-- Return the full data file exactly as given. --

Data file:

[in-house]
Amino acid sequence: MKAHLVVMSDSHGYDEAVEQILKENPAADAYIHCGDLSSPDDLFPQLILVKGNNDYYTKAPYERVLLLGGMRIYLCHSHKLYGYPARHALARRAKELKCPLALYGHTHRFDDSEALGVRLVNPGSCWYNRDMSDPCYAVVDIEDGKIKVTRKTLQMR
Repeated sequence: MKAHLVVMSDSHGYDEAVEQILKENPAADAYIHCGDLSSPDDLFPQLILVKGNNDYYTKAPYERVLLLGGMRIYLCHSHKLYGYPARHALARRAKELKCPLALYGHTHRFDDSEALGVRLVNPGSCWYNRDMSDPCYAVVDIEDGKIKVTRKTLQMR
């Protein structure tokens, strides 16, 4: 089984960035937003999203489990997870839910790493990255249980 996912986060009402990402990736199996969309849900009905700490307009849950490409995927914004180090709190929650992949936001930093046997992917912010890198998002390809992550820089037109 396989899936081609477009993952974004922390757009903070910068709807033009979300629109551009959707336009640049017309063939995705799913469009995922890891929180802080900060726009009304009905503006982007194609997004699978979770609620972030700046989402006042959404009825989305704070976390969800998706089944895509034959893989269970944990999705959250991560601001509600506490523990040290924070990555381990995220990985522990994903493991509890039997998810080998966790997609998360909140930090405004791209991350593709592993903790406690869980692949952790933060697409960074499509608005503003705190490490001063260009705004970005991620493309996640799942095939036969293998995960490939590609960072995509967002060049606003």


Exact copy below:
[in-house]
Amino acid sequence: MKAHLVVMSDSHGYDEAVEQILKENPAADAYIHCGDLSSPDDLFPQLILVKGNNDYYTKAPYERVLLLGGMRIYLCHSHKLYGYPARHALARRAKELKCPLALYGHTHRFDDSEALGVRLVNPGSCWYNRDMSDPCYAVVDIEDGKIKVTRKTLQMR
Repeated sequence: MKAHLVVMSDSHGYDEAVEQILKENPAADAYIHCGDLSSPDDLFPQLILVKGNNDYYTKAPYERVLLLGGMRIYLCHSHKLYGYPARHALARRAKELKCPLALYGHTHRFDDSEALGVRLVNPGSCWYNRDMSDPCYAVVDIEDGKIKVTRKTLQMR
């Protein structure tokens, strides 16, 4: 089984960035937003999203489990997870839910790493990255249980 996912986060009402990402990736199996969309849900009905700490307009849950490409995927914004180090709190929650992949936001930093046997992917912010890198998002390809992550820089037109 396989899936081609477009993952974004922390757009903070910068709807033009979300629109551009959707336009640049017309063939995705799913469009995922890891929180802080900060726009009304009905503006982007194609997004699978979770609620972030700046989402006042959404009825989305704070976390969800998706089944895509034959893989269970944990999705959250991560601001509600506490523990040290924070990555381990995220990985522990994903493991509890039997998810080998966790997609998360909140930090405004791209991350593709592993903790406690869980692949952790933060697409960074499509608005503003705190490490001063260009705004970005991620493309996640799942095939036969293998995960490939590609960072995509967002060049606003």